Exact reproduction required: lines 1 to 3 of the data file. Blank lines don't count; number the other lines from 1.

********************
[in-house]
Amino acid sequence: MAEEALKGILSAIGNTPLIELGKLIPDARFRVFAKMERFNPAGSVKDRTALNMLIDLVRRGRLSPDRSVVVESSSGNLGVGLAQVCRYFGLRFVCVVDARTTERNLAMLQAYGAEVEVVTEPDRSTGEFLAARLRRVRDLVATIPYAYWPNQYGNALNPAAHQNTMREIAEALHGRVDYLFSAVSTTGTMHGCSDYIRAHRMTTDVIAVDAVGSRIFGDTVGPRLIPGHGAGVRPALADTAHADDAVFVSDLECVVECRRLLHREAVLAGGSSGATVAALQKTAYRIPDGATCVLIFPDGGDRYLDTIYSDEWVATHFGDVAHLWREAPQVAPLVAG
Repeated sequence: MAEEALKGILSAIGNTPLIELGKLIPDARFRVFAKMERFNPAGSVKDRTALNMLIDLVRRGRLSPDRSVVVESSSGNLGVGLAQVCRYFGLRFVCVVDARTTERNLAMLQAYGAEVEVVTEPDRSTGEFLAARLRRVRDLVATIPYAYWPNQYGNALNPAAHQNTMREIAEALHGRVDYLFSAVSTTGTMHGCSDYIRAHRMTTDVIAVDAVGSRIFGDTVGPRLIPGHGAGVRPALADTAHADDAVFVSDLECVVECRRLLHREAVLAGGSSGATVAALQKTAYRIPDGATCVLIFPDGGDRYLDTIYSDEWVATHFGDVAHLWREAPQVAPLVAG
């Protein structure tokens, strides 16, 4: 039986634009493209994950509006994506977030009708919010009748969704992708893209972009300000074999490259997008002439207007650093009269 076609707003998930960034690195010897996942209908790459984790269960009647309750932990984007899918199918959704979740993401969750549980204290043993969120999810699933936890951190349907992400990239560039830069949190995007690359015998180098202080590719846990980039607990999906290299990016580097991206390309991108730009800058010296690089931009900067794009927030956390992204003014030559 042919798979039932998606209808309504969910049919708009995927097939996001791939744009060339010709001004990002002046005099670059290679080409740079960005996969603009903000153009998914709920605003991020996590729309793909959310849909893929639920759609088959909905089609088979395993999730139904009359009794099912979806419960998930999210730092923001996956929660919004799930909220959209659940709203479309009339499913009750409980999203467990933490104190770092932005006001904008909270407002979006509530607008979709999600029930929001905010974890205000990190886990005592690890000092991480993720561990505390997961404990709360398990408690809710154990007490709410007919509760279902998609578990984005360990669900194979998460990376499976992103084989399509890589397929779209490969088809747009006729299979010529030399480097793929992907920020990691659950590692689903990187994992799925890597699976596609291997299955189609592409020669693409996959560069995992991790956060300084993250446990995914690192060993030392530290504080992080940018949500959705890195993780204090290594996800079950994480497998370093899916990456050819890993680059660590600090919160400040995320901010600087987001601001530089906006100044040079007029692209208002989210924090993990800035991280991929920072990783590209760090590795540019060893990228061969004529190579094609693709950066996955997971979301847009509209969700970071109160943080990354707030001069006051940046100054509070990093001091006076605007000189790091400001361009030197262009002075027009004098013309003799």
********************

[in-house]
Amino acid sequence: MAEEALKGILSAIGNTPLIELGKLIPDARFRVFAKMERFNPAGSVKDRTALNMLIDLVRRGRLSPDRSVVVESSSGNLGVGLAQVCRYFGLRFVCVVDARTTERNLAMLQAYGAEVEVVTEPDRSTGEFLAARLRRVRDLVATIPYAYWPNQYGNALNPAAHQNTMREIAEALHGRVDYLFSAVSTTGTMHGCSDYIRAHRMTTDVIAVDAVGSRIFGDTVGPRLIPGHGAGVRPALADTAHADDAVFVSDLECVVECRRLLHREAVLAGGSSGATVAALQKTAYRIPDGATCVLIFPDGGDRYLDTIYSDEWVATHFGDVAHLWREAPQVAPLVAG
Repeated sequence: MAEEALKGILSAIGNTPLIELGKLIPDARFRVFAKMERFNPAGSVKDRTALNMLIDLVRRGRLSPDRSVVVESSSGNLGVGLAQVCRYFGLRFVCVVDARTTERNLAMLQAYGAEVEVVTEPDRSTGEFLAARLRRVRDLVATIPYAYWPNQYGNALNPAAHQNTMREIAEALHGRVDYLFSAVSTTGTMHGCSDYIRAHRMTTDVIAVDAVGSRIFGDTVGPRLIPGHGAGVRPALADTAHADDAVFVSDLECVVECRRLLHREAVLAGGSSGATVAALQKTAYRIPDGATCVLIFPDGGDRYLDTIYSDEWVATHFGDVAHLWREAPQVAPLVAG